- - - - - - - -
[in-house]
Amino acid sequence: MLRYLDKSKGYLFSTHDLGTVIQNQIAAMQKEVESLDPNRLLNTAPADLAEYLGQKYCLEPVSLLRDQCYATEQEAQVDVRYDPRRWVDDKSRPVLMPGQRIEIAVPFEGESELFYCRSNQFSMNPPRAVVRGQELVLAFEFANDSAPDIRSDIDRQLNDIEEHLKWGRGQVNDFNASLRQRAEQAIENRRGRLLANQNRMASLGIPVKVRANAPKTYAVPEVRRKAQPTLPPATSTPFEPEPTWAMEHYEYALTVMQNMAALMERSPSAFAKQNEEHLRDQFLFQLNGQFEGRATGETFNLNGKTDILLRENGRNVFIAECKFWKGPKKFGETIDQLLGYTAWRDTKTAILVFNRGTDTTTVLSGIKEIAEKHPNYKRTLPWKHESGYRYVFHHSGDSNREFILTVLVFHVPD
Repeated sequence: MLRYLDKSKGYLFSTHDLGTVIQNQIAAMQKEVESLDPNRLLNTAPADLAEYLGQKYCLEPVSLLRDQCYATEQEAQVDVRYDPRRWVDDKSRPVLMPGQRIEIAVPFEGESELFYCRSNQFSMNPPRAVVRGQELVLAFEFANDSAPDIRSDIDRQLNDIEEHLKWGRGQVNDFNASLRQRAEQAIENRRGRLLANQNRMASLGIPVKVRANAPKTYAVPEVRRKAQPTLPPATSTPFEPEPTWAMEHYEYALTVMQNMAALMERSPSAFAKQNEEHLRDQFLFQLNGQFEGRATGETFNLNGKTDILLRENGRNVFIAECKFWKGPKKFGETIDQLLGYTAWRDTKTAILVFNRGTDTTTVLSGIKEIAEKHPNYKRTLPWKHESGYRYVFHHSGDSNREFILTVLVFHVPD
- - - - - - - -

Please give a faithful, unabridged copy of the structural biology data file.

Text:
[in-house]
Amino acid sequence: MLRYLDKSKGYLFSTHDLGTVIQNQIAAMQKEVESLDPNRLLNTAPADLAEYLGQKYCLEPVSLLRDQCYATEQEAQVDVRYDPRRWVDDKSRPVLMPGQRIEIAVPFEGESELFYCRSNQFSMNPPRAVVRGQELVLAFEFANDSAPDIRSDIDRQLNDIEEHLKWGRGQVNDFNASLRQRAEQAIENRRGRLLANQNRMASLGIPVKVRANAPKTYAVPEVRRKAQPTLPPATSTPFEPEPTWAMEHYEYALTVMQNMAALMERSPSAFAKQNEEHLRDQFLFQLNGQFEGRATGETFNLNGKTDILLRENGRNVFIAECKFWKGPKKFGETIDQLLGYTAWRDTKTAILVFNRGTDTTTVLSGIKEIAEKHPNYKRTLPWKHESGYRYVFHHSGDSNREFILTVLVFHVPD
Repeated sequence: MLRYLDKSKGYLFSTHDLGTVIQNQIAAMQKEVESLDPNRLLNTAPADLAEYLGQKYCLEPVSLLRDQCYATEQEAQVDVRYDPRRWVDDKSRPVLMPGQRIEIAVPFEGESELFYCRSNQFSMNPPRAVVRGQELVLAFEFANDSAPDIRSDIDRQLNDIEEHLKWGRGQVNDFNASLRQRAEQAIENRRGRLLANQNRMASLGIPVKVRANAPKTYAVPEVRRKAQPTLPPATSTPFEPEPTWAMEHYEYALTVMQNMAALMERSPSAFAKQNEEHLRDQFLFQLNGQFEGRATGETFNLNGKTDILLRENGRNVFIAECKFWKGPKKFGETIDQLLGYTAWRDTKTAILVFNRGTDTTTVLSGIKEIAEKHPNYKRTLPWKHESGYRYVFHHSGDSNREFILTVLVFHVPD